As I have mentioned, I am in the process of learning metal work and to make jewelry. I’ve been taking classes at Scintillant Studio for about a year. Scintillant, which is in the Mission neighborhood of San Francisco, is run by the fascinating Adam Clark. I began my education at Scintillant with a beginner’s class taught by Aimee Golant, who is incredibly talented and a great teacher. Since then, I’ve taken Adam’s class, which is largely an independent study style, about three times. I am pretty sure that there isn’t anything that Adam doesn’t know — seriously, bring up just about any topic.
This is my most recently completed project from Scintillant:
The stone is a Herkimer diamond. I cut the band and the prongs out of a continuous sheet of silver and the prongs were folded up to hold the stone. The band is closed with a copper rivet. It was a challenge but allowed me to practice some new skills — like riveting. But, it was a ton of fun to make and I’ve enjoyed wearing it.
These little guys are very familiar items to anyone who knows me. I made them myself and, ever since their creation a couple months ago, I have worn them frequently. To an experienced metalsmith they are very simple pieces to fabricate. For me, not so much. I sketched out a design that was small and would require some tiny torch work specifically to have a reason to experiment with that skill.
The bottom of each earring, the “cloud,” was simply cut out of brass. As I have worn these, the brass has turned several different shades. I haven’t polished them and I just let them go until they finally landed at the patina you see today. When I cut out the brass, I left little tabs which were then looped over and the ends soldered down. Thus, the tubes were made that the earring wire goes through.
The earring wires are silver, of course, and they gave me the chance to practice using the torch to ball the silver. On these, a good eye would notice that the silver is a bit pitted, which, as I understand from my teacher, means that I let the torch stay on the metal just a nanosecond longer than I should have. Practice, practice.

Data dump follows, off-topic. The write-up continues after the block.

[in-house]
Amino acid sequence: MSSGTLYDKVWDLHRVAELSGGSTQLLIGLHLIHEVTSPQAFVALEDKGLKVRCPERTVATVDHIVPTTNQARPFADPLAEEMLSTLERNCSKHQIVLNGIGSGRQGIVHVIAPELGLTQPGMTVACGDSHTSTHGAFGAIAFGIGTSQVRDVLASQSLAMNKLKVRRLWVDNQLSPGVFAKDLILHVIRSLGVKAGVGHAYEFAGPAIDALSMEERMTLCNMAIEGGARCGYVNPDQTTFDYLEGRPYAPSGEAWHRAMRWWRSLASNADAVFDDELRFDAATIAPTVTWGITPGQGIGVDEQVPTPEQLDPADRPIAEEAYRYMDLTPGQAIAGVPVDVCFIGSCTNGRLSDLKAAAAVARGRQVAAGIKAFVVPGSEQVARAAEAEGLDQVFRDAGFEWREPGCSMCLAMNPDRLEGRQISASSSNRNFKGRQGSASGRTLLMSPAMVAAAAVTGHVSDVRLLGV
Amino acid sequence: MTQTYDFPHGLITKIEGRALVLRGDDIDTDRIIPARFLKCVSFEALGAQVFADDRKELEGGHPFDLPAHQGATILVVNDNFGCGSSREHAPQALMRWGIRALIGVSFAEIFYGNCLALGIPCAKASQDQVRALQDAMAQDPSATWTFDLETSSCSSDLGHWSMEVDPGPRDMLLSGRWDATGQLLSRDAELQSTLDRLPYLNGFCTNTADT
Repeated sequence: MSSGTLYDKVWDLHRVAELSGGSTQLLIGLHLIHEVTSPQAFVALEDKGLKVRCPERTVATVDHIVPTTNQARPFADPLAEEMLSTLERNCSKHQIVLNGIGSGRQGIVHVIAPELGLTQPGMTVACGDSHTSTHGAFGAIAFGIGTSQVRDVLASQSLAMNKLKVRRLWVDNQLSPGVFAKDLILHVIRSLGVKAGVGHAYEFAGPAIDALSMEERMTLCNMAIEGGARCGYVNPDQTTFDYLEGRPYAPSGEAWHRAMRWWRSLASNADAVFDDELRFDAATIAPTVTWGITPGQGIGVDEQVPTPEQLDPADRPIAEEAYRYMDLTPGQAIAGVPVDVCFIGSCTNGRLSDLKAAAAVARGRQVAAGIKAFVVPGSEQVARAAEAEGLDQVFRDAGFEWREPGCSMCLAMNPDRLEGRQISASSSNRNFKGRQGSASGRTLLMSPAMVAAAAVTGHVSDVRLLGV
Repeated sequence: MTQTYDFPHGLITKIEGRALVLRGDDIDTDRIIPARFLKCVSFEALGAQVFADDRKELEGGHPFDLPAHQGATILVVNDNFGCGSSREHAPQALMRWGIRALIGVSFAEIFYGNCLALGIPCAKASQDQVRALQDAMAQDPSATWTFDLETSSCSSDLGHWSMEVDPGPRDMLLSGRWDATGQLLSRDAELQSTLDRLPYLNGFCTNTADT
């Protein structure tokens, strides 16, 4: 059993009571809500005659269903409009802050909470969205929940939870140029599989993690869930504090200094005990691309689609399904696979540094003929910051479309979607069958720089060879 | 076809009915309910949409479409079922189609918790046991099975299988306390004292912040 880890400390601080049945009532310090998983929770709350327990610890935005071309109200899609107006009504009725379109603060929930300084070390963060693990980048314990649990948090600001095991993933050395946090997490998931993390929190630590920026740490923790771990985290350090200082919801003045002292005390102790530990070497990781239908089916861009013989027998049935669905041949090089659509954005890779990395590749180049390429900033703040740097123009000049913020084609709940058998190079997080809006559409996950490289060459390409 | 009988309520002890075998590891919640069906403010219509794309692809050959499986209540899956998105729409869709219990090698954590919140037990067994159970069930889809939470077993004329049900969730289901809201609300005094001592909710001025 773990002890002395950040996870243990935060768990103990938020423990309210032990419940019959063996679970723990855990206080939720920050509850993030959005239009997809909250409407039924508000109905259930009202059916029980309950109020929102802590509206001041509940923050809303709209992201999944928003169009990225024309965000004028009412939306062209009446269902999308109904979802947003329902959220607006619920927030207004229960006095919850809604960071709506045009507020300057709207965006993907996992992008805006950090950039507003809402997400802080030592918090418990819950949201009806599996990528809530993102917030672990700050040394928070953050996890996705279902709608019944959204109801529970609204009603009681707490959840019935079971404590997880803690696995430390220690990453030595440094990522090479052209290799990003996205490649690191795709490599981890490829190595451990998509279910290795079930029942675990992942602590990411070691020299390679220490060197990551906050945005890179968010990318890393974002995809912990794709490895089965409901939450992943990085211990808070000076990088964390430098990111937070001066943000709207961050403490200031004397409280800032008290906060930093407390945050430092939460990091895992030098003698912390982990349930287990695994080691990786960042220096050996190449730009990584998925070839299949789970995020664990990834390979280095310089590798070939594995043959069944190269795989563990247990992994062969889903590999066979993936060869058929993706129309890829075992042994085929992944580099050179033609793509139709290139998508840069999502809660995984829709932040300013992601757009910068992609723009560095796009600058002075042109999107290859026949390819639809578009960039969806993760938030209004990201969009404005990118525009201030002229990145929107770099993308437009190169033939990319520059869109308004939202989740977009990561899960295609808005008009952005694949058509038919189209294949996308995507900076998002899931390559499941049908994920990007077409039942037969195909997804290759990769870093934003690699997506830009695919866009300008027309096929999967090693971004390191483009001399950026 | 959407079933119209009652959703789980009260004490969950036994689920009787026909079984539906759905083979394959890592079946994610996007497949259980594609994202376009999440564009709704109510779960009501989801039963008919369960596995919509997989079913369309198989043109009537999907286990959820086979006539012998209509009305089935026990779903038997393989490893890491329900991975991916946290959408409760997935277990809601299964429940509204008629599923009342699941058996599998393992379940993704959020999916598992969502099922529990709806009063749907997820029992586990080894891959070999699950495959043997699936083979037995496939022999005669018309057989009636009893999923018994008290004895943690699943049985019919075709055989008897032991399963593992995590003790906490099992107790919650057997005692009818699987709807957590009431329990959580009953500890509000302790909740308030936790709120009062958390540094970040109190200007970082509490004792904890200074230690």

What was I thinking when I designed them? I was trying to achieve that casual functionality that I appreciate in jewelry. The functional component (the earring wire) as design element. I wanted to create something that worked with negative space and that had some movement. In the end, I really like them but I think it could be done better. I intend to make another version in the future with, perhaps, a focal point that has a more fluid shape.
This is one of my own creations. I made it by the lost-wax casting method and the small aquamarine cabochon was added to the finished piece. The design is meant to be an abstract rendering of the stones at the bottom of a creekbed. I like the idea of mixing organic shapes and themes with cleaner, geometric angles. I guess I imagine a piece of a natural scene removed and fashioned into a new item with angles, sides, and frames.
It was cast with largely pure silver but some old sterling silver jewelry was melted in as well — making the ring less the 99% pure but more pure than sterling. It is my hope to offer this piece for sale in the future. At the moment, I am still in the process of building a collection.